3. Determine how and where you will store your information.  This should depend on the type of reading as determined above.  For example, email newsletters might be stored in a “To Read” folder, or you might save them to your hard drive or an online system such as EvernoteDropbox or iPEP(the system I personally use, which allows me to forward emails and attachments directly to my iPEP online workspaces).  If a message or attachment is related to a current or future project, consider attaching it to your task or reminder system so it is available when and where you need it.

4. Regardless of where you store your electronic reading, it should be organized in a logical way that allows for easy retrieval.  Using good titles, tags and keywords will enhance your ability to search for information.  And, if your digital reading is stored in OCR (optical character resolution) format, your search program can search content within the document as well.  Programs such as Adobe Acrobat Standard or Pro allow you to scan and convert documents to OCR format.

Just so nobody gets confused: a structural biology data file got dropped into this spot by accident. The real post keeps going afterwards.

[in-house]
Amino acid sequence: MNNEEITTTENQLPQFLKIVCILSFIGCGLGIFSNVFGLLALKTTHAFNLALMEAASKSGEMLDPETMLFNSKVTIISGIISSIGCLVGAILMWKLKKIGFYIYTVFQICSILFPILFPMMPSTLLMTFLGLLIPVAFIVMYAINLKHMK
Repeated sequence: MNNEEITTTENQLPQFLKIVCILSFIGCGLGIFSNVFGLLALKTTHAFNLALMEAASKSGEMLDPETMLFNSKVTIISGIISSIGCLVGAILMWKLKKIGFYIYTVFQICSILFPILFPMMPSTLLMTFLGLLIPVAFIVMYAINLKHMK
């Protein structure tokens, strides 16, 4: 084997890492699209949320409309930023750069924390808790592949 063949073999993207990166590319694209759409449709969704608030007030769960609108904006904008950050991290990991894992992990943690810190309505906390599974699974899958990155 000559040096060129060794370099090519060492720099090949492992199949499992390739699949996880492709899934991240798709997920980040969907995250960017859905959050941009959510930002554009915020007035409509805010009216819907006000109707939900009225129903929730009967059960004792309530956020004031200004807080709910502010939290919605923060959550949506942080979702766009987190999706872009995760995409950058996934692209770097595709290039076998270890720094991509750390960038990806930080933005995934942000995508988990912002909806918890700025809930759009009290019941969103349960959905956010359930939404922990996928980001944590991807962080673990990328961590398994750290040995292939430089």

Once you have decluttered, defined and categorized your digital reading materials, and you have developed a basic organizational structure for storage and retrieval, you can begin to enhance your structure with helpful add-ins and applications.  One of my favorites is Pocket, a free application for desktop and mobiles devices that allows you to save articles, videos, etc. in your electronic “pocket.”  If it’s in your Pocket, you can view it later on any of your mobile devices, with or without an internet connection.  Instead of using those free minutes to surf Facebook, catch up on some reading!  A helpful tool for email newsletters is Unroll.me, which is offered for Gmail and Yahoo email users.  Unroll.me allows you to roll subscription emails into a daily digest.  You can then review them at one time instead of being distracted by several throughout the day.